Can You Edit Your Own Work? Part II

Revising your writing as you go along isn’t quite the same as editing it, though it helps. I can’t do justice to the fonts used, but as a formerly available STC* T-shirt stated, first you Write, then Revise, Revise, Revise, Revise, Revise, Revise, Revise, Revise, Revise, Revise, Revise, Revise, Revise, Revise, Revise, Revise, Revise, Revise, Publish!

Somewhere along the way, though, an editor gets to participate in that project. If that editor is you, here are ten things to keep in mind, if you haven’t done them already (look for obvious flaws):

  1. Does it meet company policy requirements? Does it hold together? Are the statements in the document accurate? Does it infringe on any other company’s or author’s copyright? Are trademarks properly recognized on the copyright page?
  2. Is the document’s definition or purpose stated or implied in the first paragraph? Do the sections that follow fulfill that promise?
  3. How much time do you have? Don’t try to edit for everything all at once. It’ll take several passes and several levels of editing, and you may not be able to check for everything.
  4. Print out the document. You can’t successfully edit on screen.
  5. Grab a brightly colored pen but avoid red ink. Red will just raise your own hackles by the time you get to the end of the document. When you pick up the printout again, you are now the reader, not the writer. Does it make sense? Does it provide what the audience is looking for? Who is the audience, anyway?
  6. Set the work aside for as long as possible, at least while you go to lunch, or suffer through a tedious meeting, or go home for the night. You’ll look at the work with different eyes when you pick it up again.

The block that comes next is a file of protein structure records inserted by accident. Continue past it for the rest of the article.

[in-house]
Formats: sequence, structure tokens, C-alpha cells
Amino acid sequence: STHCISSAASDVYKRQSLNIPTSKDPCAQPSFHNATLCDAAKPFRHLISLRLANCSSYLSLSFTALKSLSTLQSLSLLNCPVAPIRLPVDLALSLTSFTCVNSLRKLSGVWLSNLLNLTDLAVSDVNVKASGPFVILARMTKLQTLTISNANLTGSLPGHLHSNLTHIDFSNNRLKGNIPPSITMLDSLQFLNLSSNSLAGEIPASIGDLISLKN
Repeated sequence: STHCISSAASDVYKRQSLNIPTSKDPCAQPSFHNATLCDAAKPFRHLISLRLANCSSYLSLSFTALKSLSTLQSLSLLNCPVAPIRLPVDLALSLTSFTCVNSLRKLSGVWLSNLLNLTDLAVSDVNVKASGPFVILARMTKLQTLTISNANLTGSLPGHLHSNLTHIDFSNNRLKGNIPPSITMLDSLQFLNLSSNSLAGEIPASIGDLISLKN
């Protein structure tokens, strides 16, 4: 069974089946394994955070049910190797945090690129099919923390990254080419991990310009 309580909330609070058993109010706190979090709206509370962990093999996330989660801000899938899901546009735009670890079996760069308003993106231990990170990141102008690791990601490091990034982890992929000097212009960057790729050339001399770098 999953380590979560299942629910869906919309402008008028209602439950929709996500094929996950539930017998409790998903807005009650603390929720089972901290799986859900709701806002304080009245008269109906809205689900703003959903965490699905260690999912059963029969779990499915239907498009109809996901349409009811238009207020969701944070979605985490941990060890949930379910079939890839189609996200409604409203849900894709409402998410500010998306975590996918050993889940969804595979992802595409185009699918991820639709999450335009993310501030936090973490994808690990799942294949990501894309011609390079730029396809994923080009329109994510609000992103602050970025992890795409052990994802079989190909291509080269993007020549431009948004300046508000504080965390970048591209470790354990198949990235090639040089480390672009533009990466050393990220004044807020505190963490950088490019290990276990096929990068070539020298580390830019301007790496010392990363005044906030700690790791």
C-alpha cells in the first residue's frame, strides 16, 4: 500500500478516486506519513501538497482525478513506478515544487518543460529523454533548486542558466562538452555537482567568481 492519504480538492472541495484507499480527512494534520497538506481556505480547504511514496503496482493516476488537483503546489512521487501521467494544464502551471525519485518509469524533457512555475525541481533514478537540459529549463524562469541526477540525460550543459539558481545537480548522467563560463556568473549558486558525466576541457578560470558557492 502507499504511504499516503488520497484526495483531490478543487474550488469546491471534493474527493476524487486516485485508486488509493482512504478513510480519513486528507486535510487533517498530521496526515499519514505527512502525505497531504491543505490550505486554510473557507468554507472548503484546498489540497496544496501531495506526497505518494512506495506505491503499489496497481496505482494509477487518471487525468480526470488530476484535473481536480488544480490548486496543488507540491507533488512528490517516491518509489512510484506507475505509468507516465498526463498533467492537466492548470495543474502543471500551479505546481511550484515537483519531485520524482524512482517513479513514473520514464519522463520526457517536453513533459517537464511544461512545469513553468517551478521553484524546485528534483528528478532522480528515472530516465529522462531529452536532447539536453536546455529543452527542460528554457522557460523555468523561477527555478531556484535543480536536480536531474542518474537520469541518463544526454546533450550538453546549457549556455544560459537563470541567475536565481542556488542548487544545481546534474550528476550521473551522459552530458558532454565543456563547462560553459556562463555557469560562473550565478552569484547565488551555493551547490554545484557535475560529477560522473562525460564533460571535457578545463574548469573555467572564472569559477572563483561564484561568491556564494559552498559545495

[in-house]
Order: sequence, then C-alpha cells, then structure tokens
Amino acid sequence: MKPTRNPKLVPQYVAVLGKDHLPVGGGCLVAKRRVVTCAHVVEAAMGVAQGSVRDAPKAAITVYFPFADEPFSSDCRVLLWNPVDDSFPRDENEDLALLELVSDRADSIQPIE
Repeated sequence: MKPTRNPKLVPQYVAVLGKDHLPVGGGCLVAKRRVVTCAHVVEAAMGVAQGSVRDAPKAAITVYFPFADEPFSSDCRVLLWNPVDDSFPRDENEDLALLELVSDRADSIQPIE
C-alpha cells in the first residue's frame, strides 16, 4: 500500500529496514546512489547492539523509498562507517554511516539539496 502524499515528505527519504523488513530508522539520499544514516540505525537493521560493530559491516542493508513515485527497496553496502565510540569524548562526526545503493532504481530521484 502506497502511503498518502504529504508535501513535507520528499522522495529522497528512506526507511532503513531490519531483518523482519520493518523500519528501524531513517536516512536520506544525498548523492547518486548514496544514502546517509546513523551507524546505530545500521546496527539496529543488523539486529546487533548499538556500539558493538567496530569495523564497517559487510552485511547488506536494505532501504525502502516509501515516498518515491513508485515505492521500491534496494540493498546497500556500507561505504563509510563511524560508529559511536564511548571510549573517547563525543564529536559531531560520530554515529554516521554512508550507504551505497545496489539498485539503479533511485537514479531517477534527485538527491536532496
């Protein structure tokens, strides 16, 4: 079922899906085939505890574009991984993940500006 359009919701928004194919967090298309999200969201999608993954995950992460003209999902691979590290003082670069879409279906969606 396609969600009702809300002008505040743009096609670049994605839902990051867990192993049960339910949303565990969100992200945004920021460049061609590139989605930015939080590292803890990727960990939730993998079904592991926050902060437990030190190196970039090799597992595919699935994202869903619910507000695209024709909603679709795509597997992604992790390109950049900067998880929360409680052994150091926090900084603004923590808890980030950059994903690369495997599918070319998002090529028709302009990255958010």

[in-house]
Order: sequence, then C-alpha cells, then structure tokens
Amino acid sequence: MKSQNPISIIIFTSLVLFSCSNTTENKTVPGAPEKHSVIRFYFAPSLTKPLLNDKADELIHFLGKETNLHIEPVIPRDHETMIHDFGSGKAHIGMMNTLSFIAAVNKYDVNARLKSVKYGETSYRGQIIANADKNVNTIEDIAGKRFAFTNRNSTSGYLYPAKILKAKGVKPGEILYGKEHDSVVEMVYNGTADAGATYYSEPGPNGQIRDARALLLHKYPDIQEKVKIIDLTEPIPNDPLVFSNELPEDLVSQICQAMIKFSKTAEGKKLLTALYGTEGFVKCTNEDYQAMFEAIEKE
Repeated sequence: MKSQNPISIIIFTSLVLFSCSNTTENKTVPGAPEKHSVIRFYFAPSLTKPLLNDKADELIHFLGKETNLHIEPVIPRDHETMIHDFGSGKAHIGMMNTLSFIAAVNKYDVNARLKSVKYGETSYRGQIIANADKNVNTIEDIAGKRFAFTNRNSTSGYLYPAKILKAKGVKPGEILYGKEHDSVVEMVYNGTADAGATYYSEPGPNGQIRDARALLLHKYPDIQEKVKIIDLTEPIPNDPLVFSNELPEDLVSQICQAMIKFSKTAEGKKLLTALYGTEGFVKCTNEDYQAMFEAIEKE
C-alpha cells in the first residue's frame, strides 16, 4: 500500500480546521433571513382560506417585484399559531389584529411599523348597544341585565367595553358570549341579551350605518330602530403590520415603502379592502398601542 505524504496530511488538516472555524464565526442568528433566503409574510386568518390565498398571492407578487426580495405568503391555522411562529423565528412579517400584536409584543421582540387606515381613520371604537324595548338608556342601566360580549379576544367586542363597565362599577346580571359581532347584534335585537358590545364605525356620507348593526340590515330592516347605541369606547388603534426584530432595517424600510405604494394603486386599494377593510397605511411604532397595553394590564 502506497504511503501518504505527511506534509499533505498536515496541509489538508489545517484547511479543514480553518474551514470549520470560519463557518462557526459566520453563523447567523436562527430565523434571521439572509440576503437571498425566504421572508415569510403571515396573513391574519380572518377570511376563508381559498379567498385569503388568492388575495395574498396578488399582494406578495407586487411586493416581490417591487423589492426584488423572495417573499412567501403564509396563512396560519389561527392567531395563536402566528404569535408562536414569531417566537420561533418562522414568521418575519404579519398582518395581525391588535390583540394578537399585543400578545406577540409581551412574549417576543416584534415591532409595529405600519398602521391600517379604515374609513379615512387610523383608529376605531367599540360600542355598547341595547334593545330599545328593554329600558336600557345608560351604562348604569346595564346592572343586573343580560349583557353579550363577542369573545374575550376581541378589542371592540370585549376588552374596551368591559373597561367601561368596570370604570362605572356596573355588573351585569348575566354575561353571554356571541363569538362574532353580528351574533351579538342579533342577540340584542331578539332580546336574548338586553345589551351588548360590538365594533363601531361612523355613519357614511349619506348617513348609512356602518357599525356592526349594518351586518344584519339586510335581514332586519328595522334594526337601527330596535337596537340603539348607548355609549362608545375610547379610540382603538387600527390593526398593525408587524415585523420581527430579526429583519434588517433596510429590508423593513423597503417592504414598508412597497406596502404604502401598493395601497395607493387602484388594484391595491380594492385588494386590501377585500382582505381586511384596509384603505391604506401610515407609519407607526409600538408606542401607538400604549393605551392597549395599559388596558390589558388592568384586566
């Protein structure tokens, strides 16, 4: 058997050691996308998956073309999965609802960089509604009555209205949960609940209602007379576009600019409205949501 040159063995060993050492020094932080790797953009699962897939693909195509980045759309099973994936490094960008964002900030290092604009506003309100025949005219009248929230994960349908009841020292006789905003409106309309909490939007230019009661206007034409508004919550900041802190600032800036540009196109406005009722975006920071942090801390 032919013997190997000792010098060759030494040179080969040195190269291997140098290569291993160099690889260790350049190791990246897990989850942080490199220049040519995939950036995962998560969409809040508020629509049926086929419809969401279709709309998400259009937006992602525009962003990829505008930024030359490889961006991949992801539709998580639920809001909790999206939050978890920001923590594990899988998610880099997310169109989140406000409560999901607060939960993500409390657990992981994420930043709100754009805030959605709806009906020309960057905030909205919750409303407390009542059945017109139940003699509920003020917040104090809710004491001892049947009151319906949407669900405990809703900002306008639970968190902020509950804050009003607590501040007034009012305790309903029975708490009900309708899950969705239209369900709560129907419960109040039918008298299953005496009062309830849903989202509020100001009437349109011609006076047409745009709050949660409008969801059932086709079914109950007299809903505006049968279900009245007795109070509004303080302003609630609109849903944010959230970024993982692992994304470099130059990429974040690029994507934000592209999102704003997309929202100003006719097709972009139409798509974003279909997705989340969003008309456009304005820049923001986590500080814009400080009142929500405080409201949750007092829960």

7. Run your software’s spellchecker, then save the document again after fixing or ignoring its sometimes banal suggestions. But run it!
  8. Update the document information (File | Info in MS Word, then look at the right side of the screen), in case someone asks for the electronic file later on. If your company permits a Word document to be shared with the Sales Department (or more usually, the PDF version), do you really want the new customer to know you’re amending another client’s proposal?
  9. Are the alignment and formatting correct all the way through? Some work can’t be formatted with justified margins, but if your user manual or news article needs to be that way, you may have to rewrite a sentence to avoid the irritation of long empty spaces between words.
    • Check for consistent headers and footers with updated information in them.
    • Are the fonts limited to one or two styles?
    • Did you say “two” when you meant “too”? Did you say “the the“?
    • Is the copyright date current?
  10. When in doubt, look it up! Either in an industry style guide, reference manual, Harbrace, or, as a last resort, the Chicago Manual of Style. Chicago is not geared toward everyday communication, that is, the way people actually talk.

So, yes, you really can edit your own work but it will be harder than you think.

*Society for Technical Communication

Disclaimer: My blog posts are statements of opinion only. I am not in the business of giving financial, legal, medical or any other type of advice. See Terms of Use and Disclaimer for further disclaimers.

Leave a Reply

This site uses Akismet to reduce spam. Learn how your comment data is processed.